A second panel, “Views From Elsewhere: Race in the United States,” shared their experiences as international students in the U.S. and how their ideas of race and racism were shaped in their native countries, and reshaped once in the U.S. and from their experiences of traveling abroad.

Sabir Khan, associate professor in the School of Architecture and School of Industrial Design, facilitated the discussion between the group: Bangseh Akuchu, alumnus and graduate student in the Scheller College of Business; Jhordan Channer, alumnus and adjunct professor at the Caribbean School of Architecture; Mandani Tennakook, undergraduate student in the School of Civil and Environmental Engineering; and alumni Kyla Dowlen and Joel Jassu.

Diversity Awards Presentations

After a break for lunch, the afternoon kicked off with the Diversity Symposium’s annual awards presentations of the Diversity Champion Awards and Faces of Inclusive Excellence.  

The Diversity Champion Awards annually recognize a faculty member, staff member, student, and campus unit whose scholarship or work advances a culture of diversity, equity, and inclusive excellence at Georgia Tech. 2021 recipients were chosen for their engagement to advance activities that address systemic racism at Georgia Tech and abroad.

This year’s honorees were Lewis Wheaton, associate professor, School of Biological Sciences; Shaunitra Wisdom, academic advisor II, School of Architecture; Shelbe Johnson, undergraduate student, School of Chemical and Biomolecular Engineering; and the Equity Collective, a group of 17 Office of Undergraduate Education division leaders, faculty, staff, and students who “collaborate in ambitious working groups to significantly advance the collective’s core priorities,” such as advancing equity-based facilitation training.

Faces of Inclusive Excellence annually recognizes a diverse group of faculty, staff, and students who are committed to advancing a culture of inclusive excellence at Georgia Tech and who have distinguished themselves in their research, teaching, and/or service. This year, 64 diverse honorees were featured in its printed publication.

“These are the real faces of inclusive excellence at Georgia Tech,” Ervin said, as he held up the booklet, addressing the crowd.

The event ended with closing words from Ervin, but not before a summation of the day, ‘Where do We Go from Here?’ by Associate Dean of Students Stephanie Ray, who ended her remarks with a passionate rendition of James Patrick Kinney’s "The Cold Within.”

The event was presented by the 2021 Georgia Tech Diversity Symposium Awards Planning Committee, chaired by Ervin and Co-Chair Carol Colatrella, professor in the School of Literature, Media and Communication and co-director of the Center for the Study of Women, Science and Technology.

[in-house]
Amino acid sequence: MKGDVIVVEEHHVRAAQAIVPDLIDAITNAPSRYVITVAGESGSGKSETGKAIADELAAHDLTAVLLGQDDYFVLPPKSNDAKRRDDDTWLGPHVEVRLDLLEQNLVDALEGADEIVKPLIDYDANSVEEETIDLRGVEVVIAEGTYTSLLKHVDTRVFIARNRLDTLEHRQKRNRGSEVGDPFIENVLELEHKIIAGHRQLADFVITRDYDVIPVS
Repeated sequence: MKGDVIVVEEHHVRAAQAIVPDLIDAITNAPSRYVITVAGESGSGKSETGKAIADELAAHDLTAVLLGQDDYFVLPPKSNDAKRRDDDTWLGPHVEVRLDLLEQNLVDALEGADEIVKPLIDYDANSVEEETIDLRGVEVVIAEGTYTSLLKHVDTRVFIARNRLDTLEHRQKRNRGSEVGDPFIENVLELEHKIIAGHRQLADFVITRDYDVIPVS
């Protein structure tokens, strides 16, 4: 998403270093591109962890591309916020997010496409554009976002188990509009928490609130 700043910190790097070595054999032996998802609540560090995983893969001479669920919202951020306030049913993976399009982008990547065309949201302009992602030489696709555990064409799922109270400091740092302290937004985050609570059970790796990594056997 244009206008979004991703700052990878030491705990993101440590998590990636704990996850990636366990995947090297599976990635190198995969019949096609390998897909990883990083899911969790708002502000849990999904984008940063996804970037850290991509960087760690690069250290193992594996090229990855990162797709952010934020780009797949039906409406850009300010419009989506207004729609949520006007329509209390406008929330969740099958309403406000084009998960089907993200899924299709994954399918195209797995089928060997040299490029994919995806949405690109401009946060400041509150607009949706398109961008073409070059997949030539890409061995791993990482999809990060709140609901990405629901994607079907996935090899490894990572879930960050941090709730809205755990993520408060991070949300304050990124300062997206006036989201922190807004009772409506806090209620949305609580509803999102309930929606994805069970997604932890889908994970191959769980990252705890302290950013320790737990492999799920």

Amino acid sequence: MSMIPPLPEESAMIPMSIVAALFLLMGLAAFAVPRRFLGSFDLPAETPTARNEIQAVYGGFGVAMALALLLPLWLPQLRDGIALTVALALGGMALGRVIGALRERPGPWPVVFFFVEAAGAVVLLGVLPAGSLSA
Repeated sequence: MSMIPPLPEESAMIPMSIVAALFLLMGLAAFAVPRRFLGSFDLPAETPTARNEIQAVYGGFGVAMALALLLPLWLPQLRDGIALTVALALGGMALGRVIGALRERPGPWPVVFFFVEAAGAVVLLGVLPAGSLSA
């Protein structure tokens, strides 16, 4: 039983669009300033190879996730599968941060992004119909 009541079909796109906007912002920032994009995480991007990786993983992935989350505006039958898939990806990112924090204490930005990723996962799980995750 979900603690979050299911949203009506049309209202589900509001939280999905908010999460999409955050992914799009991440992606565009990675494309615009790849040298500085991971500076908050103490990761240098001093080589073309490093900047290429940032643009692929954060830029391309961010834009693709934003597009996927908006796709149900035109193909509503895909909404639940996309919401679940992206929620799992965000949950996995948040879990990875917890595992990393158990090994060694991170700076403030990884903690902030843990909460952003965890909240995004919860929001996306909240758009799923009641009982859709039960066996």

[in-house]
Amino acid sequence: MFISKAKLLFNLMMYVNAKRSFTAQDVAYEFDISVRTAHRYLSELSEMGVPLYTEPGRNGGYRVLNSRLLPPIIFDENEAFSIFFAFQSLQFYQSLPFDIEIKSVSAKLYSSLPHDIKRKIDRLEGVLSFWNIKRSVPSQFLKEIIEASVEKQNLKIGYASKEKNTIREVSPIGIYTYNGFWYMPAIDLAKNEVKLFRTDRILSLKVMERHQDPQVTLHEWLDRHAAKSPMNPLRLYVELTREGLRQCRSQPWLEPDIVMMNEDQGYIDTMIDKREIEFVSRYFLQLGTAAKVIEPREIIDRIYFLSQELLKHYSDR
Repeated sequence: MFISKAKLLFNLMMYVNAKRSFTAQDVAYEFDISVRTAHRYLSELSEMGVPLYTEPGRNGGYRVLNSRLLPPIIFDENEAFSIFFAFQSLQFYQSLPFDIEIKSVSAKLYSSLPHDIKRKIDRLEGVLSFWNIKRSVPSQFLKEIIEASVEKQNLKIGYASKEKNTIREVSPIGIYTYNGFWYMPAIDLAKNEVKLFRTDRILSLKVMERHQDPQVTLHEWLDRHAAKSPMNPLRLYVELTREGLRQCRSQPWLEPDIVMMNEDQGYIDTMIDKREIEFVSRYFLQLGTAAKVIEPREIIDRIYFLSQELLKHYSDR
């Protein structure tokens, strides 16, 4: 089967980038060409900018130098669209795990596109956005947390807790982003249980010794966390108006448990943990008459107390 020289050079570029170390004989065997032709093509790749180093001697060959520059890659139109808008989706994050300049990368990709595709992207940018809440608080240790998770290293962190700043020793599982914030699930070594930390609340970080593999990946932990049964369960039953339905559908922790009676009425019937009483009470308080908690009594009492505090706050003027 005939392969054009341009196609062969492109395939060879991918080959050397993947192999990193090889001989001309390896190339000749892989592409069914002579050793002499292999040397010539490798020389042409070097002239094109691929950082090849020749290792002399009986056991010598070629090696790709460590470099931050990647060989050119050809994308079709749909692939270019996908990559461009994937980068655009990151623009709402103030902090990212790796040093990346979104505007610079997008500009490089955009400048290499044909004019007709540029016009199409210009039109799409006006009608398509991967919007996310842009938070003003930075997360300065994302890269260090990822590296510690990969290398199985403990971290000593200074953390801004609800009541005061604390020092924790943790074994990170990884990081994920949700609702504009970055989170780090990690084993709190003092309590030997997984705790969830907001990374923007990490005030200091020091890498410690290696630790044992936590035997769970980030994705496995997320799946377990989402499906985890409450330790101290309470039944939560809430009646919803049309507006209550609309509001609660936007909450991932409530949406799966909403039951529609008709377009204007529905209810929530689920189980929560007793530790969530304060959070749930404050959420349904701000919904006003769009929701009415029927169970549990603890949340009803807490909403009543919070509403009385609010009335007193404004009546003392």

Committee members included: Adjo Amekudzi-Kennedy, professor and associate chair, School of Civil and Environmental Engineering; Tamara Ballou, marketing and event coordinator II, Institute Diversity, Equity, and Inclusion; Melanie DeMaeyer, assistant dean of students and director, Women’s Resource Center; Amy Bass Henry, executive director, Office of International Education; Courtney Hill, communications manager, Institute Diversity, Equity, and Inclusion; Tia Jewell, program and portfolio manager, Institute Diversity, Equity, and Inclusion; Shiraz Karaa, counselor, Georgia Tech Counseling Center; Sabir Khan, associate professor, School of Architecture and School of Industrial Design, and director, International Education, School of Architecture; Keona Lewis, associate sirector of Institute Diversity Research, Institute Diversity, Equity, and Inclusion; Tegra Myanna, director, LGBTQIA Resource Center; Sebnem Özkan, associate director, Atlanta Global Studies Center; Shamecia Powers, assistant director, administrative operations, Office of International Education; Stephanie Ray, associate dean of students, and director, Student Diversity Programs; Julian Rimoli, associate professor, School of Aerospace Engineering; Catherine Ross, Regents Professor and Harry West Chair, School of City and Regional Planning; Anna Stenport, dean, College of Liberal Arts, Rochester Institute of Technology; John Stein, associate vice president for Student Engagement and Well-Being and Brandt-Fritz Dean of Students Chair; Carol Sullivan, senior academic professional, Center for Teaching and Learning; and Ashlee Toomey-Flinn, Education Abroad Scholarships advisor and marketing specialist, Office of International Education.

To learn more about the 2021 Diversity Symposium, visit

Photo and video credit: Georgia Tech Institute Communications